- April 24, 2018
- Posted by: Koyona Duke
- Category: Development, Entrepreneurial Development, GrowCo In Comm, Learning
Ibukun Speaks with us on Social Enterprise; Raising Funds, challenges and motivation:
In recent years, social enterprises are springing up as reactions to the slowness of governments in solving social issues. Individuals are seeking opportunities to create long-term change and they are using old age entrepreneurial skills to make this change.
Last week we had a 25 Minute Phone conversation with a #femaledoingwork Ibukun Babarinde who runs such an enterprise in Ibadan Nigeria. She gave us a deeper look and an opinion from a person who is already making such an insightful change.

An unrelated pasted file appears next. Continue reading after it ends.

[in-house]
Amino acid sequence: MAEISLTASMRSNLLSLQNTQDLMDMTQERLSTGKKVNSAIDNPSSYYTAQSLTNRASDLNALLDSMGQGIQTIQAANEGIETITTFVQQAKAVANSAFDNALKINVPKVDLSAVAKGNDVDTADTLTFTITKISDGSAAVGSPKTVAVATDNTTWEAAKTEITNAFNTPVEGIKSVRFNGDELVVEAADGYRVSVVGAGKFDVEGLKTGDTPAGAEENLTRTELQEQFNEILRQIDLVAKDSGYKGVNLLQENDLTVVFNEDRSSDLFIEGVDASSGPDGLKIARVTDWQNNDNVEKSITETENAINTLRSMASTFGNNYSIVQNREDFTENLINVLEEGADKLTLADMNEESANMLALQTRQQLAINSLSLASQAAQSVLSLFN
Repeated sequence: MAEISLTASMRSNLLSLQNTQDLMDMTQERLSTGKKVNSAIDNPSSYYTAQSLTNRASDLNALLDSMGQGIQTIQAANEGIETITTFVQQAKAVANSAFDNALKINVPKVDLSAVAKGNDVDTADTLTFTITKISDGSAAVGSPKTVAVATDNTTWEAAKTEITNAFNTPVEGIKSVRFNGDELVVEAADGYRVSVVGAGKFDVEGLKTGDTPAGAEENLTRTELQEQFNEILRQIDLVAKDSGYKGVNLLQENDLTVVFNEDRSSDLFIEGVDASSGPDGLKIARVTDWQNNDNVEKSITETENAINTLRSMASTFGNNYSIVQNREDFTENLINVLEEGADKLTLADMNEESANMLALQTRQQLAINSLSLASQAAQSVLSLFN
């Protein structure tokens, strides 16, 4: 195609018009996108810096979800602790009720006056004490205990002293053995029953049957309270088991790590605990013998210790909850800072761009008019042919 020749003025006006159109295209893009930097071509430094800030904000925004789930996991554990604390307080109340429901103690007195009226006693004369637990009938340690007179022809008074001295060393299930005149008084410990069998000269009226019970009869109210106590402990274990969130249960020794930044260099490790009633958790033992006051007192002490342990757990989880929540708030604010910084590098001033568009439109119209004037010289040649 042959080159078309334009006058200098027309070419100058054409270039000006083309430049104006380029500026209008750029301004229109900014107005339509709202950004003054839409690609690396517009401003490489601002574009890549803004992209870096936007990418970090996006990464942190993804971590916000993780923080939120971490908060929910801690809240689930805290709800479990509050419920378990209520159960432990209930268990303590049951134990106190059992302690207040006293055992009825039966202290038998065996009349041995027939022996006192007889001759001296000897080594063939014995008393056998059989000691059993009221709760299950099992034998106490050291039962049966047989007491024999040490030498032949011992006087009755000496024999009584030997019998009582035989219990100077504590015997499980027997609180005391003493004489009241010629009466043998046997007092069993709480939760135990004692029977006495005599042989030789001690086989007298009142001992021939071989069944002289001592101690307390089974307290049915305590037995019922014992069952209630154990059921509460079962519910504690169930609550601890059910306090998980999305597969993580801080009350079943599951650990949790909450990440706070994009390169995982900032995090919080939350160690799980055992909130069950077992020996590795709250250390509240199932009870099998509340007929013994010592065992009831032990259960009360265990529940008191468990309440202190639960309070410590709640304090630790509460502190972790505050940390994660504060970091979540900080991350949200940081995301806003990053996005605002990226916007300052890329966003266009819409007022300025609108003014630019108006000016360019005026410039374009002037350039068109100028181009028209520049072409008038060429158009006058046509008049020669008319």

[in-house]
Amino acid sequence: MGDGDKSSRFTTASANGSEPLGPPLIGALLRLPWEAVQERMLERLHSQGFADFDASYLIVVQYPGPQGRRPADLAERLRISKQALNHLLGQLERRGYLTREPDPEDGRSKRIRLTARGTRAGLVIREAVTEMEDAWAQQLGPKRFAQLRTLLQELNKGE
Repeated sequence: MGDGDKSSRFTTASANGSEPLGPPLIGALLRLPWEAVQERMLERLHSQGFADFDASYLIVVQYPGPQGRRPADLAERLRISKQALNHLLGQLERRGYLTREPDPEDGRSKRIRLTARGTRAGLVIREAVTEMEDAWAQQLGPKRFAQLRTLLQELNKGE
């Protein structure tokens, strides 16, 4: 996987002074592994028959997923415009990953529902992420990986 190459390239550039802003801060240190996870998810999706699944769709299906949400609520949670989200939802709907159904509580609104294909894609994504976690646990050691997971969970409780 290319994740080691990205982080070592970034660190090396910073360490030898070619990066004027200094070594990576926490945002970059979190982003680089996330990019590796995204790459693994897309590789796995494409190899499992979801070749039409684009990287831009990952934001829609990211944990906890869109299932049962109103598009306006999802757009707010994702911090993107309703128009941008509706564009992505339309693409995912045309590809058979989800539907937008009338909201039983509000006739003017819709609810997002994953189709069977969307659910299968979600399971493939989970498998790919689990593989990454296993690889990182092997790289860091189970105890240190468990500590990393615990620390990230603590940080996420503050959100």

Koyona From GrowcoMgt: Good Morning Ibukun and thank you for agreeing to jump on this call with me. Today I want our readers to learn more about social entrepreneurship. Please introduce yourself.
Ibukun Babarinde: My name is Ibukun Babarinde, and I run Mentor Missy project under the social initiative called X-Mafem Investment international.
Generally, X-Mafem International delivers social reproductive health education, counselling and products to Young girls in low-income areas in Nigeria.